By Christie Lutz
Two-hundred and twelve years ago today, Alexander Hamilton and Aaron Burr faced each other in a duel on the cliffs of Weehawken, New Jersey.
Among our Sinclair New Jersey Collection holdings, we have a handful of postcard views and other images depicting the Weehawken dueling grounds, which have seen some changes over the years. The 1810 image below depicts a bucolic scene, with boats gliding by on the Hudson River.
This postcard, mailed in 1919, features the boulder on which Alexander Hamilton purportedly rested his head after being mortally wounded by Burr. The site depicted here is not the precise site of the duel, however. The boulder was moved from its original spot to make way for train tracks. And today, the bust of Hamilton sits upon a pedestal, with the boulder sitting behind it.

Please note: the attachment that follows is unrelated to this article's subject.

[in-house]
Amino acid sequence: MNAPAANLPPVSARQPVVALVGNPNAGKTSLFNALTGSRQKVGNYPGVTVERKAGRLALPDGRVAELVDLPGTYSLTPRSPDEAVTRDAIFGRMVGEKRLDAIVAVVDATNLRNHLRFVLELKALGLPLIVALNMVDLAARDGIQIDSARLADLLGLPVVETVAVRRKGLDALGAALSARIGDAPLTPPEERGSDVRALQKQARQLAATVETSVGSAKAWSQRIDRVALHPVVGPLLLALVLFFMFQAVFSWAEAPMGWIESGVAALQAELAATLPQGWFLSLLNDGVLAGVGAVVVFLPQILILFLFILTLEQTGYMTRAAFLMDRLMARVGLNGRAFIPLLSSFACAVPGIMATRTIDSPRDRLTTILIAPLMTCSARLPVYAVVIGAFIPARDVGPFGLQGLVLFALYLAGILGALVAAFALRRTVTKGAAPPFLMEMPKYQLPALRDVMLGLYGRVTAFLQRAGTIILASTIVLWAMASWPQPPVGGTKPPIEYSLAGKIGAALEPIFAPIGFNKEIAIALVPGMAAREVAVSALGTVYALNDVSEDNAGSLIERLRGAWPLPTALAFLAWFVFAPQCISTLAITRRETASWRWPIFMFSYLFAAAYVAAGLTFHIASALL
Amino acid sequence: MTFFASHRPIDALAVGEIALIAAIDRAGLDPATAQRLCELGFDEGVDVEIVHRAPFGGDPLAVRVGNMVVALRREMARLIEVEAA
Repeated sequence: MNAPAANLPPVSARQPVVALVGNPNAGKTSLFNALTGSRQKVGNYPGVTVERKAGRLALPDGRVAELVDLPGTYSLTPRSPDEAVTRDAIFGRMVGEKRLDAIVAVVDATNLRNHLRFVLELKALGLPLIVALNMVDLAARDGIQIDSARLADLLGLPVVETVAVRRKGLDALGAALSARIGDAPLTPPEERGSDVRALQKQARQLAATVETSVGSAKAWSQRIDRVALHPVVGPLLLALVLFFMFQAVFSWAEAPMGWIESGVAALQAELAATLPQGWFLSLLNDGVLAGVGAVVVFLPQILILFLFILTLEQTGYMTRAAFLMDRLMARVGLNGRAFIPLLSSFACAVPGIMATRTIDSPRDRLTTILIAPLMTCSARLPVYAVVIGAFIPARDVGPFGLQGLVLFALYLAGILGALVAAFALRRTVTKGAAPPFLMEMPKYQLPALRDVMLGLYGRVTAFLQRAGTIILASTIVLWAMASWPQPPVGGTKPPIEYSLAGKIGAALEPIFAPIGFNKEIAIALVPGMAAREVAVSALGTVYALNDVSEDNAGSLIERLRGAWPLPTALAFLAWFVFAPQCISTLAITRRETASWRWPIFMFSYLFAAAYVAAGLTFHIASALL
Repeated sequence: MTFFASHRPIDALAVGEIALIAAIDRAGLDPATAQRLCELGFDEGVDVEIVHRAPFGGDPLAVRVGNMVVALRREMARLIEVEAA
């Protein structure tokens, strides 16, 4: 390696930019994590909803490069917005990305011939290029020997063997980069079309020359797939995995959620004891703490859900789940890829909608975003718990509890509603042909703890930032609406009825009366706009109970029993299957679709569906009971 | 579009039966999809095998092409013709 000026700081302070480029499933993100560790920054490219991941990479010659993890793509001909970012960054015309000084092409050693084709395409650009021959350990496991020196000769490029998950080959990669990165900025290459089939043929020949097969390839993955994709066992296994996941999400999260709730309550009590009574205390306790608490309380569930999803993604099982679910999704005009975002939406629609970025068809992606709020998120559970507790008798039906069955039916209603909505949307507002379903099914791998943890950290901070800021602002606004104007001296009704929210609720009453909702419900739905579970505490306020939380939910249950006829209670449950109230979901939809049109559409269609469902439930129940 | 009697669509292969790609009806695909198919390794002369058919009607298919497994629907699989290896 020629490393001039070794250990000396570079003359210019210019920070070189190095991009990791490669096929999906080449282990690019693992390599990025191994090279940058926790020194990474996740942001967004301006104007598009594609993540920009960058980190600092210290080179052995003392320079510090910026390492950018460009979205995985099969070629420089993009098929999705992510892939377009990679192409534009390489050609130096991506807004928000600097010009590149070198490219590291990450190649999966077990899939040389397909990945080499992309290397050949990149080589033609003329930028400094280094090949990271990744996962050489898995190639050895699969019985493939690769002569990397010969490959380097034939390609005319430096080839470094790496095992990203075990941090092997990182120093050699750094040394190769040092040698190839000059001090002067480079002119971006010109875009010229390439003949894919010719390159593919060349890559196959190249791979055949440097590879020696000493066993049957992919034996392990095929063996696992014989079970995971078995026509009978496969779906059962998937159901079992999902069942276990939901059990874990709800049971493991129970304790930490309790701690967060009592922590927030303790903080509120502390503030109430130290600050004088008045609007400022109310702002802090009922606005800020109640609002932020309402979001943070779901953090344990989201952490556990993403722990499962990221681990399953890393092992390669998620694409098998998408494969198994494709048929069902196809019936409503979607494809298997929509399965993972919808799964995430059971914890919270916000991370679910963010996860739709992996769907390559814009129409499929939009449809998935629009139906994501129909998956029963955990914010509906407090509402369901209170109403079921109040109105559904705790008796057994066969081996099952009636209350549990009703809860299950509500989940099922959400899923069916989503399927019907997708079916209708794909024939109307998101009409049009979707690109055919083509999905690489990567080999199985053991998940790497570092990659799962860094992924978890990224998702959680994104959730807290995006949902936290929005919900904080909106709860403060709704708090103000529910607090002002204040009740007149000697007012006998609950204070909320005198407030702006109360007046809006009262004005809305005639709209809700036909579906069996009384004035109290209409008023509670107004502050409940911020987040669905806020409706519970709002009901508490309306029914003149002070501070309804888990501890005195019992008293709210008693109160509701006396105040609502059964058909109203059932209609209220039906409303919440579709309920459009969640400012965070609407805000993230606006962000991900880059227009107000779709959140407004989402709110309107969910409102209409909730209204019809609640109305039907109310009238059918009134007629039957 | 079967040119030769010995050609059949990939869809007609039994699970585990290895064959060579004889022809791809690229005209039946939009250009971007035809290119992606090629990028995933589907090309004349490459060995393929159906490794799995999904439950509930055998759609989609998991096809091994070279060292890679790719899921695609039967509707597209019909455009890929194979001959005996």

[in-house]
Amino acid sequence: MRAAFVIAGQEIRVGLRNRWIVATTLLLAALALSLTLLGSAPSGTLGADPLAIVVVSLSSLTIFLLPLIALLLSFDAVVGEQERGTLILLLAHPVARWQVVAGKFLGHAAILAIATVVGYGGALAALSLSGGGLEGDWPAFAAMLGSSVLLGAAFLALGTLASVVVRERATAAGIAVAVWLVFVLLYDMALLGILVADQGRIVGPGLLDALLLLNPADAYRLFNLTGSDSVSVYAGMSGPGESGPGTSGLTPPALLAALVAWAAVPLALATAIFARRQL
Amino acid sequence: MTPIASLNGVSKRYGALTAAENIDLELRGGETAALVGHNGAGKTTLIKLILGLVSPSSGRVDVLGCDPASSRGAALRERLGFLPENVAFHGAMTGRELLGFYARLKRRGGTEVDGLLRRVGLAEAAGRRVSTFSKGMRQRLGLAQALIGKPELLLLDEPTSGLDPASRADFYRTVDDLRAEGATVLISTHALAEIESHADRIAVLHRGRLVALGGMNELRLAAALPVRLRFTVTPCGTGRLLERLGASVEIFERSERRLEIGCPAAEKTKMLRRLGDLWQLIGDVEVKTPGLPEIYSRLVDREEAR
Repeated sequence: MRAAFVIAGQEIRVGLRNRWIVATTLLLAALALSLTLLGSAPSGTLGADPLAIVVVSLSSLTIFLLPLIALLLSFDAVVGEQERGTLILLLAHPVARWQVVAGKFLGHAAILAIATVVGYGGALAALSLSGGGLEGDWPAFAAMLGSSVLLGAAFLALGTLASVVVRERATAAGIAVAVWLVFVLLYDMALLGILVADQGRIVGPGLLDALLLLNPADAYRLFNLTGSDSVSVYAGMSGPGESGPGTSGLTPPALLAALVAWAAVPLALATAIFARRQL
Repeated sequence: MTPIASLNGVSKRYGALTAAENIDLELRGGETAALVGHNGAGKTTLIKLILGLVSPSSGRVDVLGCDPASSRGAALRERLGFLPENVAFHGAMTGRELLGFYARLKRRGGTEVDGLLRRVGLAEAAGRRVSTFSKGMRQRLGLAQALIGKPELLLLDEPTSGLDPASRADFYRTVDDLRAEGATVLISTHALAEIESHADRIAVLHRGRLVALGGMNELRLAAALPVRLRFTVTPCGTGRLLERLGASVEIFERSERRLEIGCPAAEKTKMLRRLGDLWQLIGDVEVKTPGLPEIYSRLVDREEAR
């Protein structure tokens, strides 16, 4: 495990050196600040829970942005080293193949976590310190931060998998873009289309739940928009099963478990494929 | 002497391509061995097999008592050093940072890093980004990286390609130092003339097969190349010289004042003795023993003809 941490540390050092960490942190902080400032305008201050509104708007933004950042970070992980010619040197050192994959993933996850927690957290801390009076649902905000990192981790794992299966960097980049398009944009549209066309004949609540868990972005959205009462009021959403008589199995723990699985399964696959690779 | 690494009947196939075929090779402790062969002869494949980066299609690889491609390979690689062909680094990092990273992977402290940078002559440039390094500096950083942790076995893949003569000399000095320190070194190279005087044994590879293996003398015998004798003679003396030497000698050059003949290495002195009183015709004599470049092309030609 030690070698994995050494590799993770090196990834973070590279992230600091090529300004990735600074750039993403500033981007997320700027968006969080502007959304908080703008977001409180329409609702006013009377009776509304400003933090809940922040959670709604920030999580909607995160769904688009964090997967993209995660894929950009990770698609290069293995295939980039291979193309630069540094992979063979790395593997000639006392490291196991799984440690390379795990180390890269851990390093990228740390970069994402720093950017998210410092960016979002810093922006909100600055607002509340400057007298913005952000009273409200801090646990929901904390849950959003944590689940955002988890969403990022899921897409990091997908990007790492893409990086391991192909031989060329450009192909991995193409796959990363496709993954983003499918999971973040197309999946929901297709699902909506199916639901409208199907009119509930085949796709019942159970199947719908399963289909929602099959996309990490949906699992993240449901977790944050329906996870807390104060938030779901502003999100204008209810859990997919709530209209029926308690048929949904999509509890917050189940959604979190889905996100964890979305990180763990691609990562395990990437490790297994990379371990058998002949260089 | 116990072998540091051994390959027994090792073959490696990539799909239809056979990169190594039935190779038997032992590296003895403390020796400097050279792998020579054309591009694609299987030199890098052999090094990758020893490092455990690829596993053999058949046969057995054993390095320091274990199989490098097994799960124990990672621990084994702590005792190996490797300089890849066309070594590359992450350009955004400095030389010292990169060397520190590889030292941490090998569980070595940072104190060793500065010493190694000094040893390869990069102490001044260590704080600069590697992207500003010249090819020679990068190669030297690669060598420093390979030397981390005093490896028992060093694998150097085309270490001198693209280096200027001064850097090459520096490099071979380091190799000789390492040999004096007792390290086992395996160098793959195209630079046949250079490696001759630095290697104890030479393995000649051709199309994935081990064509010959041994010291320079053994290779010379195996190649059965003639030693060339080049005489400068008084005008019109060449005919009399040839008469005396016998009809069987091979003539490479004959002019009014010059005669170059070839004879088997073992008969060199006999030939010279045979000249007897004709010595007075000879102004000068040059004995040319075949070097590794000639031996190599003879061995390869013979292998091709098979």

While Alexander Hamilton himself has been the focus of recent interest, Special Collections and University Archives also holds the X-Burr Collection, a collection of books on Aaron Burr that were donated to Rutgers by the Aaron Burr Society. Below is the title page from one of the books in the collection, authored shortly after the duel by Lysander, the pseudonym of federal judge Willam P. Van Ness. Van Ness was a friend of Burr’s who served as his second in the duel.